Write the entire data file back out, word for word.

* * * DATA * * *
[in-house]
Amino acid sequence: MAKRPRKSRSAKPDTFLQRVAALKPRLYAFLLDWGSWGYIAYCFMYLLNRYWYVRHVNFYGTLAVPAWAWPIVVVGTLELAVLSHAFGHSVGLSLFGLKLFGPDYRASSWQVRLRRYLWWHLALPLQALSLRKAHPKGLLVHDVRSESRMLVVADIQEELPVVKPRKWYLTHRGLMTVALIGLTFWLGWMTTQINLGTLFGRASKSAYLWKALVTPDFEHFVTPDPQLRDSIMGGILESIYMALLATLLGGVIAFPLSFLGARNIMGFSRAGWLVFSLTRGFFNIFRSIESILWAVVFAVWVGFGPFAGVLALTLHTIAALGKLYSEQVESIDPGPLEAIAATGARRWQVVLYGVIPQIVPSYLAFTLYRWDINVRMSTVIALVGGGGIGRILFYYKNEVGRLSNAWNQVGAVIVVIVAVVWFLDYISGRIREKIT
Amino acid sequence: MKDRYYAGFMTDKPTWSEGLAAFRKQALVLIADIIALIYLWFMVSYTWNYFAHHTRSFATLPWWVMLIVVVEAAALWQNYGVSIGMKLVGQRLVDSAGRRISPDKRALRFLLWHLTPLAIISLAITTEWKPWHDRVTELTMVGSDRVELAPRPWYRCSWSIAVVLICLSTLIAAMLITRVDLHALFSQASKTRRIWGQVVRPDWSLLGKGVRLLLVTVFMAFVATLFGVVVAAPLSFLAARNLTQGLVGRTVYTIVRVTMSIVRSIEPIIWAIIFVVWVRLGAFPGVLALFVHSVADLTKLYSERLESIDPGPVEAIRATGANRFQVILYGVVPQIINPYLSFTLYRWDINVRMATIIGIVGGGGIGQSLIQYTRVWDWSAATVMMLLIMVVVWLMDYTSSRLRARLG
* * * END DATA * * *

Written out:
[in-house]
Amino acid sequence: MAKRPRKSRSAKPDTFLQRVAALKPRLYAFLLDWGSWGYIAYCFMYLLNRYWYVRHVNFYGTLAVPAWAWPIVVVGTLELAVLSHAFGHSVGLSLFGLKLFGPDYRASSWQVRLRRYLWWHLALPLQALSLRKAHPKGLLVHDVRSESRMLVVADIQEELPVVKPRKWYLTHRGLMTVALIGLTFWLGWMTTQINLGTLFGRASKSAYLWKALVTPDFEHFVTPDPQLRDSIMGGILESIYMALLATLLGGVIAFPLSFLGARNIMGFSRAGWLVFSLTRGFFNIFRSIESILWAVVFAVWVGFGPFAGVLALTLHTIAALGKLYSEQVESIDPGPLEAIAATGARRWQVVLYGVIPQIVPSYLAFTLYRWDINVRMSTVIALVGGGGIGRILFYYKNEVGRLSNAWNQVGAVIVVIVAVVWFLDYISGRIREKIT
Amino acid sequence: MKDRYYAGFMTDKPTWSEGLAAFRKQALVLIADIIALIYLWFMVSYTWNYFAHHTRSFATLPWWVMLIVVVEAAALWQNYGVSIGMKLVGQRLVDSAGRRISPDKRALRFLLWHLTPLAIISLAITTEWKPWHDRVTELTMVGSDRVELAPRPWYRCSWSIAVVLICLSTLIAAMLITRVDLHALFSQASKTRRIWGQVVRPDWSLLGKGVRLLLVTVFMAFVATLFGVVVAAPLSFLAARNLTQGLVGRTVYTIVRVTMSIVRSIEPIIWAIIFVVWVRLGAFPGVLALFVHSVADLTKLYSERLESIDPGPVEAIRATGANRFQVILYGVVPQIINPYLSFTLYRWDINVRMATIIGIVGGGGIGQSLIQYTRVWDWSAATVMMLLIMVVVWLMDYTSSRLRARLG